The Center for Middle Eastern Studies, whose outreach program was meant to educate K-12 teachers, had a history of bias towards Israel and was headed at one point by a BDS advocate. The commemorative book published on the 50th anniversary of the center’s establishment noted that the center’s outreach program was funded by the federal government, Harvard and the Saudi Arabian Oil Company (Aramco). Negative publicity likely played a role in Harvard deciding to stop taking federal funds and “refocus” its outreach activities.

I checked the CMES course list for spring 2022 and found 81 classes, of which 30 were language courses, including three for Hebrew, and four related to Israel. One was on Israel’s political economy, another covered Judaism, Zionism and Israel. The third, “Narratives of Displacement and Belonging in Israel/Palestine” had an instructor who was not on the CMES list of faculty. Given the title, it would not be surprising if the course was unsympathetic to Israel.

The fourth course, “Law, Human Rights, and Social Justice in Israel and Palestine” was offered by Salma Waheedi, associate director of the Program on Law and Society in the Muslim World. She and 71 of her colleagues signed a letter accusing Israel of all the usual calumnies—racism, colonialism, repression, etc.—defending Palestinians’ right to “resist,” demanding an end to U.S. support for Israel and expressing support for Palestinian liberation (aka the destruction of Israel).

Now, imagine a student group being allowed to host an annual program expressing views that are racist, homophobic or sexist. It’s unthinkable, and yet at Harvard and dozens of other universities, Palestinians put on hate weeks directed at the Jewish people. This year’s program featured the discredited former professor Norman Finkelstein, who Professor Alan Johnson called “a polemicist with … a prose style that is a parody of a once-flourishing anti-Semitic literature,” and Noam Chomsky, who has “warned of Israelis’ sinister ’Judeo-Nazi tendencies,’ labeled Gaza a ‘concentration camp … under a vicious siege,’ and insinuated Israeli Jews are edging closer to ethnically cleansing Palestinians.” Bowing to intersectionality, the program included a session on “Black Palestinian Solidarity” and “pinkwashing.”

The students are emulating faculty, at least 40 of whom have signed one-sided statements and petitions condemning Israel and/or supporting the BDS campaign.

Earlier in the month, protesters disrupted a lecture by Israel’s Ambassador to the United States Michael Herzog and tried to do the same during a study group with Israel Defense Forces Gen. Amos Yadlin, which they had called for Harvard to end.

Also, this year, the International Human Rights Clinic at Harvard Law School, in conjunction with the Addameer Prisoner Support and Human Rights Association, issued a report to the United Nations repeating the anti-Semitic libel that Israel is like Afrikaner South Africa. Addameer is one of the organizations Israel designated as a terrorist organization because of its affiliation with the Popular Front for the Liberation of Palestine, which is on the U.S. terror list.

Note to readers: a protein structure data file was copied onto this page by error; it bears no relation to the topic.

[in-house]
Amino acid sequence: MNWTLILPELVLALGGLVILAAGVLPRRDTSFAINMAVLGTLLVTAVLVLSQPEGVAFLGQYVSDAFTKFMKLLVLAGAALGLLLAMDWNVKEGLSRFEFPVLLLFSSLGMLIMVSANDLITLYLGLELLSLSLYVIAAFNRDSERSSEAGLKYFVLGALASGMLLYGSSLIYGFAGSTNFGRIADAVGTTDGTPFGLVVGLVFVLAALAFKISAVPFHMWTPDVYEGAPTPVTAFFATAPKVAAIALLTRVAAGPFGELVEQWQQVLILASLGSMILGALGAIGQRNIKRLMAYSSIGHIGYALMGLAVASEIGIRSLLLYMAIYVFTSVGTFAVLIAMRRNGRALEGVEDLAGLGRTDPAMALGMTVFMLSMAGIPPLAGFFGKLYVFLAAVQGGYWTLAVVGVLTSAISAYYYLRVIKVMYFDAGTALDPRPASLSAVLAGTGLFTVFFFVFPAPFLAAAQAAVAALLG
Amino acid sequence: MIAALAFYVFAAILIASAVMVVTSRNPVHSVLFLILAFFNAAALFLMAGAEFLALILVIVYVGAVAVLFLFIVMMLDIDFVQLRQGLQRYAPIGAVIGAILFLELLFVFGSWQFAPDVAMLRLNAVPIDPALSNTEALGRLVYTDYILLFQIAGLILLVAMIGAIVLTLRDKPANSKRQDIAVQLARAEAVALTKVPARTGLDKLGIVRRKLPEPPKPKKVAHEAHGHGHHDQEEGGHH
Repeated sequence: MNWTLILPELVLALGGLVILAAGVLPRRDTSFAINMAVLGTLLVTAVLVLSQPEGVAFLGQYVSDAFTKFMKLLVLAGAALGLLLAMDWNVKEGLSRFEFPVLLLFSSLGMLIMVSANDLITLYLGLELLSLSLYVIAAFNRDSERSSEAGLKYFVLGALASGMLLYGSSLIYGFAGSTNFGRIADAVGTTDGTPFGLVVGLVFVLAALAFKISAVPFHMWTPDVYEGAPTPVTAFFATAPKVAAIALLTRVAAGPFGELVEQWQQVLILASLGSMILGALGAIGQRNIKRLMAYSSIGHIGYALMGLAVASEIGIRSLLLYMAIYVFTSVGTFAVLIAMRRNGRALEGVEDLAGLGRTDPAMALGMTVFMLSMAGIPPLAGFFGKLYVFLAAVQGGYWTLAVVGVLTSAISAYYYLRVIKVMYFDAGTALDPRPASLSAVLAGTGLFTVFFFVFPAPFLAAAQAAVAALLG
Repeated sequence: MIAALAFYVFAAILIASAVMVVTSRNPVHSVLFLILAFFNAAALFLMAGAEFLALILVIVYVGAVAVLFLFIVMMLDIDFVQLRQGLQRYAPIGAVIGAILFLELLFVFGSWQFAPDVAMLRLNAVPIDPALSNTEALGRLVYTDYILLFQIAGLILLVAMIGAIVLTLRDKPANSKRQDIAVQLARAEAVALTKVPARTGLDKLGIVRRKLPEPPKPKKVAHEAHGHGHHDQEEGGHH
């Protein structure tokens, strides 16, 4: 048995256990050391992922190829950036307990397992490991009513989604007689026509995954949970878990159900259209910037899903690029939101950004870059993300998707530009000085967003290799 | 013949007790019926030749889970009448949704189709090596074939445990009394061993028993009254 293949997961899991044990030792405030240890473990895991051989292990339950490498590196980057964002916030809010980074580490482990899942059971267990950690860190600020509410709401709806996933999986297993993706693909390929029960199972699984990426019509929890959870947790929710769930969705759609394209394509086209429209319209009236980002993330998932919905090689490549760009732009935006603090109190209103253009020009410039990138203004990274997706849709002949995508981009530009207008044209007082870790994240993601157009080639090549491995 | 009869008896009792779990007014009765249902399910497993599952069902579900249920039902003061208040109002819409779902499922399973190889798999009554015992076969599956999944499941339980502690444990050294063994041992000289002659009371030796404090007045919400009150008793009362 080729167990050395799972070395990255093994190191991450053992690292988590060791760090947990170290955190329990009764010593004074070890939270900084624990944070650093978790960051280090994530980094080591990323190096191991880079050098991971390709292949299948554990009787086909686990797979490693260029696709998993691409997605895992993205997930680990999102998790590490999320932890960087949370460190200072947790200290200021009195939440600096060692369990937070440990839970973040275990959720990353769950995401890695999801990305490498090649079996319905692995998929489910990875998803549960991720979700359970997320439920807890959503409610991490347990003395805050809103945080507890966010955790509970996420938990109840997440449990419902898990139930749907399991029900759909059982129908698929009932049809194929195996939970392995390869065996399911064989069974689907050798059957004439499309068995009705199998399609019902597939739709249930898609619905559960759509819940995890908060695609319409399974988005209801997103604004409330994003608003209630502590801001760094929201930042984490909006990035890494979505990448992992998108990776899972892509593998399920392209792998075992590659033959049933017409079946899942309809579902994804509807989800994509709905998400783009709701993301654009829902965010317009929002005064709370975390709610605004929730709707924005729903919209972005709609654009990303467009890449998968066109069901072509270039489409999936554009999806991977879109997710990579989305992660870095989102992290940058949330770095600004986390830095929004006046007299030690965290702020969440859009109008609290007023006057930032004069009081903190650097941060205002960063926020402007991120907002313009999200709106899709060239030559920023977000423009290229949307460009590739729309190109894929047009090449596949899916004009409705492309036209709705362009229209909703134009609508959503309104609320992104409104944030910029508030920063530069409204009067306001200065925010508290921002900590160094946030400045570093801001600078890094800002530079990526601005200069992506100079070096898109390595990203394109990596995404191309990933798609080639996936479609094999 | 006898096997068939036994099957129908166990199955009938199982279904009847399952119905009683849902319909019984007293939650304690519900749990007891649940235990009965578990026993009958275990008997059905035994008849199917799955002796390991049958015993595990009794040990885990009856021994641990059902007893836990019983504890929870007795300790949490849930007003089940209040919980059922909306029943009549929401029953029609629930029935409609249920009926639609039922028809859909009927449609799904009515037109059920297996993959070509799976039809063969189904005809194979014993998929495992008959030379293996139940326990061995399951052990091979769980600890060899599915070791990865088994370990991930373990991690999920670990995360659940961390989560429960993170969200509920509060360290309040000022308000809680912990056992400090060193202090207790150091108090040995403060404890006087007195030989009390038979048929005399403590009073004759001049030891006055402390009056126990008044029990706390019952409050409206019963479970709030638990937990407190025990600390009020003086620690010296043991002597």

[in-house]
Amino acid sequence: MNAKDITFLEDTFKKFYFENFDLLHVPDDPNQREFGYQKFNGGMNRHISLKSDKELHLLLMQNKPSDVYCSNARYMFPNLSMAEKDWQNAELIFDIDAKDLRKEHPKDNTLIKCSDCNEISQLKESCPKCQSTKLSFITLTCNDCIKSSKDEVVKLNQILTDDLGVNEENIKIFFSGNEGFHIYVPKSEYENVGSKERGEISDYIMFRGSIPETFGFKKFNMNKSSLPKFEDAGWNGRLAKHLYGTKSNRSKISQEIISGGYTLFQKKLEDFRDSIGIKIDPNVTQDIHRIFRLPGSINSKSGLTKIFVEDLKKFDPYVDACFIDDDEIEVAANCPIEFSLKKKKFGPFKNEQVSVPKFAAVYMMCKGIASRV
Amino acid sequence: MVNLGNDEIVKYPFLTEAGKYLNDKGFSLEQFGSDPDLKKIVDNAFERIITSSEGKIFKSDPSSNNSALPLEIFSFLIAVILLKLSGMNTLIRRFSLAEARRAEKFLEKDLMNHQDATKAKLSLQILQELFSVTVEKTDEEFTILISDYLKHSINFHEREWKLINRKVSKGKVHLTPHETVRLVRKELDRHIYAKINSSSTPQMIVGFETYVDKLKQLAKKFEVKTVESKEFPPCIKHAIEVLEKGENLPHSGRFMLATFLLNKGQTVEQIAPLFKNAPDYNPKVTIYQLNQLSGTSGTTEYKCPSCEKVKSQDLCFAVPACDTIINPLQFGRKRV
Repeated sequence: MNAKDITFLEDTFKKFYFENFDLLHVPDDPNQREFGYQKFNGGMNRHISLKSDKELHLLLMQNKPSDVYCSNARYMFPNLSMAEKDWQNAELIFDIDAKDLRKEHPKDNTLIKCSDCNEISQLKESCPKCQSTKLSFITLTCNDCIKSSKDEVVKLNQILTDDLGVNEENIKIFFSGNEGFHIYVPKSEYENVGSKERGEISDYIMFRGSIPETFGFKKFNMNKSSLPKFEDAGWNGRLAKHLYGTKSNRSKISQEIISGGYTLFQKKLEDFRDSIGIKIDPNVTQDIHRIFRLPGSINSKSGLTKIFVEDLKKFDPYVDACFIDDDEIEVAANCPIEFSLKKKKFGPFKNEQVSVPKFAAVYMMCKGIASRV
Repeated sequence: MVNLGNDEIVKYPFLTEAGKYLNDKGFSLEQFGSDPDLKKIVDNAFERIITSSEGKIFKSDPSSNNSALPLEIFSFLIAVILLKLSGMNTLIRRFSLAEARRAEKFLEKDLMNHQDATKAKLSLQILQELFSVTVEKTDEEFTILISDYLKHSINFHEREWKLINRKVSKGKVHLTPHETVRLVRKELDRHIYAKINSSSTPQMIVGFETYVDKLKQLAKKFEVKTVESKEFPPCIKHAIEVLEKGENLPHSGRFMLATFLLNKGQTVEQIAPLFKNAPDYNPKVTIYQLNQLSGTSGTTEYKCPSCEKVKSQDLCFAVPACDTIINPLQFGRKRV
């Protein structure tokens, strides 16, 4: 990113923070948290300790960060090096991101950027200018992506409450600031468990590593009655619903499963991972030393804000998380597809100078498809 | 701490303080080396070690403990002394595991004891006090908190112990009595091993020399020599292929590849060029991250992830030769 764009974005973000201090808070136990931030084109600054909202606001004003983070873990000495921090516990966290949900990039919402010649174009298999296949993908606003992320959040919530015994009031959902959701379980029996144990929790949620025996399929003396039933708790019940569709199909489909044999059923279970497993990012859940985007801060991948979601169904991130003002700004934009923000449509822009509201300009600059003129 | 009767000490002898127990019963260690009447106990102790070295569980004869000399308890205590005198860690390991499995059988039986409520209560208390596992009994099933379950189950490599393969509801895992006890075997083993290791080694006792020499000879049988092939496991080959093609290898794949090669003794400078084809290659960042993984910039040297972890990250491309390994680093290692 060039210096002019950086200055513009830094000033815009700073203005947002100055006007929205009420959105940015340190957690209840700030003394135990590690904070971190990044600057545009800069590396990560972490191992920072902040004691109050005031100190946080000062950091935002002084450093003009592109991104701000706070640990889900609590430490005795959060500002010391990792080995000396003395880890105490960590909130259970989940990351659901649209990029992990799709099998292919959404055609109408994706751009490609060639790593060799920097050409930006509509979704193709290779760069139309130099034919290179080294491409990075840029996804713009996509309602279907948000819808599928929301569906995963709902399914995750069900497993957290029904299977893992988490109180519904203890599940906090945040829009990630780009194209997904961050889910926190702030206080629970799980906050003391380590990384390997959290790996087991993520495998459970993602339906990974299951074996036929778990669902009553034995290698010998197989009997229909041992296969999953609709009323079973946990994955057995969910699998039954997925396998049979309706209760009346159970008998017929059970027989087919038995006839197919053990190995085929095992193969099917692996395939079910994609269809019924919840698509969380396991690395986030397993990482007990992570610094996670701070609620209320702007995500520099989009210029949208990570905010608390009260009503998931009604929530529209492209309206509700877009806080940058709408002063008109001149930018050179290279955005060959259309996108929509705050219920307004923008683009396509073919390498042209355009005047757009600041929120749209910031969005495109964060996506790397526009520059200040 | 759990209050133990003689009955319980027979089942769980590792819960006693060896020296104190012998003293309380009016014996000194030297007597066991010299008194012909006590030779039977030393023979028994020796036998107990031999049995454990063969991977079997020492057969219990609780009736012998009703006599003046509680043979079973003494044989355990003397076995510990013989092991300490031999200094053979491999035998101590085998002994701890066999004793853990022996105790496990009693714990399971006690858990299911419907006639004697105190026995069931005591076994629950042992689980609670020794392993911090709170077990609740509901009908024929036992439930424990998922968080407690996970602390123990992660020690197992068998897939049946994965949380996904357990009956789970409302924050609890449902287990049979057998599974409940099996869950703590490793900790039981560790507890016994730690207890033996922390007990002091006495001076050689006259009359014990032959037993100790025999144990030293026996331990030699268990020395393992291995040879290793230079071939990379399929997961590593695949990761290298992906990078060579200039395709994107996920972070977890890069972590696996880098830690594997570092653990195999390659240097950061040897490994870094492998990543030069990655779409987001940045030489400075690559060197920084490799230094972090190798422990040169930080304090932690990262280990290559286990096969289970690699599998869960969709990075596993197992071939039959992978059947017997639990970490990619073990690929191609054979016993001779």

A Harvard Law alumnus noted the report “displays rather shoddy scholarship for future leaders of the legal world. Illogical conclusions, convenient definitions and assumptions, limited sources, one-sided review and a total failure to understand the Oslo regime or to recognize the security situation pertaining to Israel speak poorly of the authors.”

Harvard president Drew Faust said in 2017: “Universities must model a commitment to the notion that truth cannot simply be claimed, but must be established—established through reasoned argument, assessment, and even sometimes uncomfortable challenges that provide the foundation for truth. The legitimacy of universities’ claim to be sources and validators of fact depends on our willingness to actively and vigorously defend those facts.”

A noble statement but totally divorced from the reality of Harvard faculty and students trafficking in anti-Semitic propaganda with impunity.

Former Harvard president Lawrence Summers has written the university’s obligation to protect its students from discrimination is “absolute” but also observed “a vast double standard regarding what constitutes prejudice.” He correctly noted, “There is hypersensitivity to prejudice against most minority groups but what might be called hyper-insensitivity to anti-Semitism … with very few exceptions, university leaders who are so quick to stand up against microaggressions against other groups remain silent in the face of anti-Semitism.”

Harvard is an example par excellence. I eagerly await the university’s commitment of funds to redress its entanglements with anti-Semitism.

Mitchell Bard is a foreign-policy analyst and an authority on U.S.-Israel relations who has written and edited 22 books, including “The Arab Lobby, Death to the Infidels: Radical Islam’s War Against the Jews” and “After Anatevka: Tevye in Palestine.”